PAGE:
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Oregon To Create Murrelet Protection Plan For State, Private Lands


The Elliott State Forest.  Coastal old growth, like that found in the Elliott State Forest, is prime nesting habitat of the threatened marbled murrelet.

The Elliott State Forest.  Coastal old growth, like that found in the Elliott State Forest, is prime nesting habitat of the threatened marbled murrelet.

Francis Eatherington

A threatened sea bird that relies on coastal old growth forests to nest will be getting further protections in Oregon.  This week, the Board of Forestry agreed to join with other state agencies to create a plan to conserve marbled murrelet habitat on state and private lands.  

Environmental groups petitioned the state earlier this year to protect the murrelet, which is on both the federal and state endangered species lists.  The Oregon Board of Forestry initially said “no,” but reversed its decision after the groups went to the courts.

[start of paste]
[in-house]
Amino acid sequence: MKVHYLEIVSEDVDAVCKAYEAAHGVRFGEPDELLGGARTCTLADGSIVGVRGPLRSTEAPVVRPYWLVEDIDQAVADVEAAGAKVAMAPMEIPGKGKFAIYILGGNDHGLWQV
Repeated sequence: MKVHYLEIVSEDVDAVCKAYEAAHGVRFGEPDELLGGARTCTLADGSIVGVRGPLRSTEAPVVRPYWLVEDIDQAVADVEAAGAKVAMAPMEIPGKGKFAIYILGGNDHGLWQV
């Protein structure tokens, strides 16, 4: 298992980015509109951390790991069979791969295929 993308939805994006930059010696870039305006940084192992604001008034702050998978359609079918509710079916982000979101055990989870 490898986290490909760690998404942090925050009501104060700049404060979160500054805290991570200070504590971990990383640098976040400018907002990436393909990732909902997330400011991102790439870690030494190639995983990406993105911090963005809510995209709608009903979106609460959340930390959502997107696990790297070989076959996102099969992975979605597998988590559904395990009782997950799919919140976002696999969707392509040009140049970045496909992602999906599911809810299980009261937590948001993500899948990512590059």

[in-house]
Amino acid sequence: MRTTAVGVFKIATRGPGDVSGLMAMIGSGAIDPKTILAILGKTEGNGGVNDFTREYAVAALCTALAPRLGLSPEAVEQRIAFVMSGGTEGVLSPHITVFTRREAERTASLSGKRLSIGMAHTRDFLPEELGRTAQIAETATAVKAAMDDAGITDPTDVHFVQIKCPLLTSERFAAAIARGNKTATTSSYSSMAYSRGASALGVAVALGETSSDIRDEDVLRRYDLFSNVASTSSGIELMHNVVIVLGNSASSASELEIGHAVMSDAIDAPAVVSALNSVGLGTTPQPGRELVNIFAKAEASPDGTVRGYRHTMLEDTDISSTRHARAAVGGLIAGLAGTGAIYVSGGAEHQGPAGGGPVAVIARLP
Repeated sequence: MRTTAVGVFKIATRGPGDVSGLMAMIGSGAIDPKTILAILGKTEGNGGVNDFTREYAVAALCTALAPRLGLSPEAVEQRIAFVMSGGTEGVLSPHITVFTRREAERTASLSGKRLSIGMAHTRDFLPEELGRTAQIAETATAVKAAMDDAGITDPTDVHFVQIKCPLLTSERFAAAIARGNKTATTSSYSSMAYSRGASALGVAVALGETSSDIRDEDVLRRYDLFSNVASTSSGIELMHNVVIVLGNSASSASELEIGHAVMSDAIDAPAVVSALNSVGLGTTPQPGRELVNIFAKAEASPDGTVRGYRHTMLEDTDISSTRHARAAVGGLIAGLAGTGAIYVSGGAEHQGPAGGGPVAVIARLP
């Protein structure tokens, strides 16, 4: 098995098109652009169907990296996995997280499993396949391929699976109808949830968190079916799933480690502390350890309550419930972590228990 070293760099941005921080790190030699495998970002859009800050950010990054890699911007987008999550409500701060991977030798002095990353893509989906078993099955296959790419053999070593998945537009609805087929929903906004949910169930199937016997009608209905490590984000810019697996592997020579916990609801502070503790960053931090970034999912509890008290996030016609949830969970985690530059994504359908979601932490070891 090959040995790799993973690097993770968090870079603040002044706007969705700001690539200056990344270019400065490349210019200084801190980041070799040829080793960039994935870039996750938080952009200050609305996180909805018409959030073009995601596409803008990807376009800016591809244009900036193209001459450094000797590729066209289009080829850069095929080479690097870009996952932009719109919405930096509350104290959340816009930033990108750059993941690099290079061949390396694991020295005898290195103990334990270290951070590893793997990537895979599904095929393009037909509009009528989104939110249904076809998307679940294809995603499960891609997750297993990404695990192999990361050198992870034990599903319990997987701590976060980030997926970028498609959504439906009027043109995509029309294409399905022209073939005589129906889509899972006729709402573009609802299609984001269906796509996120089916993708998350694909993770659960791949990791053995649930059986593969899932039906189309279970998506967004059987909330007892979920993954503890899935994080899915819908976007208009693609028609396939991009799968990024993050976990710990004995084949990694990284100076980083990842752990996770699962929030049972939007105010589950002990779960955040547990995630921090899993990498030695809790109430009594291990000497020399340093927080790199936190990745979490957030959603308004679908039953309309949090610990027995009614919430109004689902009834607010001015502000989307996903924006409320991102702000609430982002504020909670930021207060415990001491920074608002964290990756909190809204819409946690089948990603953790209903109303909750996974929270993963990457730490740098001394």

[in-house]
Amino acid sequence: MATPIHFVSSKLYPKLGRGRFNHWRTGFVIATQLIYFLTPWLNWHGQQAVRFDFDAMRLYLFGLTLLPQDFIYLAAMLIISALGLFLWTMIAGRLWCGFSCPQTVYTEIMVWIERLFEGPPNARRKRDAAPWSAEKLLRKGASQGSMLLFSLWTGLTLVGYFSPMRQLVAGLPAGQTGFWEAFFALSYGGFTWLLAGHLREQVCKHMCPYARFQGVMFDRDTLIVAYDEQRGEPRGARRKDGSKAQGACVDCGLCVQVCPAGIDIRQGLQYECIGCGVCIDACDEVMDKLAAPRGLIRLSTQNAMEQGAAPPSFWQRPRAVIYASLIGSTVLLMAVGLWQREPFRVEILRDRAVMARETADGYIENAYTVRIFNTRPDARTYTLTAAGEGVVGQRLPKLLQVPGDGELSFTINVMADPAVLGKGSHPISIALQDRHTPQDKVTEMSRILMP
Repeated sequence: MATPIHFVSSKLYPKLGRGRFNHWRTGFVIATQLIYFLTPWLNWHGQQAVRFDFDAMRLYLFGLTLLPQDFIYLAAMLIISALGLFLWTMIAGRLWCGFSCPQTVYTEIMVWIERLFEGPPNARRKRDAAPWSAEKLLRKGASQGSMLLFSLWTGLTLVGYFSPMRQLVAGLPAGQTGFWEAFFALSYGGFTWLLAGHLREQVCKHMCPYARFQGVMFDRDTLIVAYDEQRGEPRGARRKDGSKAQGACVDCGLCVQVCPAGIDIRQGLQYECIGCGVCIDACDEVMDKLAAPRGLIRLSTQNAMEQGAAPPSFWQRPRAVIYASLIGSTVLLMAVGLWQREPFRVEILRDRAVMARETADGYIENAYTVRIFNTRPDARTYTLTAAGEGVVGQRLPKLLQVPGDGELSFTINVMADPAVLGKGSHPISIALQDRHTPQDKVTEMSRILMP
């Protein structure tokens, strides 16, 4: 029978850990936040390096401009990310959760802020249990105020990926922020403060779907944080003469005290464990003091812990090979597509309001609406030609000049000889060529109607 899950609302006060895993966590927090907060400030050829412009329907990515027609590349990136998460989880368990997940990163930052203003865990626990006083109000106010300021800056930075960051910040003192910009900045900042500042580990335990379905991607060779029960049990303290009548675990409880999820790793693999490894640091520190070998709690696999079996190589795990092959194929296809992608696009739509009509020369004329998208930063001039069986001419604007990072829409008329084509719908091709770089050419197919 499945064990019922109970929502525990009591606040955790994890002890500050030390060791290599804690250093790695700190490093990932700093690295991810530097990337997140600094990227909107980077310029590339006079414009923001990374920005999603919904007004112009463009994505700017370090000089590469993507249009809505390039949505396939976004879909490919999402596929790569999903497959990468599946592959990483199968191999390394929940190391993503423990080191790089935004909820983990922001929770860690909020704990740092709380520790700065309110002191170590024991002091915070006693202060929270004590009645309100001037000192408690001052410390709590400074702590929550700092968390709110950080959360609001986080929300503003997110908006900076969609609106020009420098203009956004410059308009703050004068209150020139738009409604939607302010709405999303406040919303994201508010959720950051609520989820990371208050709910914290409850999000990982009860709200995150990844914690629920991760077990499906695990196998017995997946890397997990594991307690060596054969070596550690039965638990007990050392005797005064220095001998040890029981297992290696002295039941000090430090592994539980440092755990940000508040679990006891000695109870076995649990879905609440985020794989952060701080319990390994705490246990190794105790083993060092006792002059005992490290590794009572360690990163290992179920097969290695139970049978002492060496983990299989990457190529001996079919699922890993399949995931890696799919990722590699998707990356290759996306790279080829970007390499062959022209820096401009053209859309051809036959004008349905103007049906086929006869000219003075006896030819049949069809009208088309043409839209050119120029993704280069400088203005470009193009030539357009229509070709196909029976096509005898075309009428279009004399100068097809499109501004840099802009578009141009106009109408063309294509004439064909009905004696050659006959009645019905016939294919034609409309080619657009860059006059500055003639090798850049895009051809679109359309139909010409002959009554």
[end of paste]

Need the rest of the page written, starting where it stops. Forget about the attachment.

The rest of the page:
Now state agencies will start developing a plan to identify and protect murrelets.  

“We hoping for a comprehensive analysis of where does the habitat exist.  What measures, or what incentives, can be put in place to preserve this habitat or encourage landowners, if they’re logging, to go into other areas?” says Nick Cady with Cascadia Wildlands, one of the petitioning conservation groups.  

Cady says now surveys for murrelets are done only when there’s a timber sale proposed.  He says taking inventory of old growth habitat will benefit other wildlife as well.  

“It’s going to be not only relevant for marbled murrelets, but for any other old growth related or dependent species – spotted owls, red tree voles or even coho salmon,” Cady says.  

The Oregon Forest and Industries Council is not pleased with the board’s decision.   

“We’re disappointed in the process here,” says OFIC Public Affairs Director Sara Duncan.  

Duncan says the Oregon Board of Forestry should be allowed to set their own agenda and not have their hands forced by environmental interests.   

Washington is further along in developing protections for the seabird.  The state is currently accepting public comment on a draft plan. The state says having a plan in place will provide long-term certainty for timber revenue and wildlife protections on state lands.  

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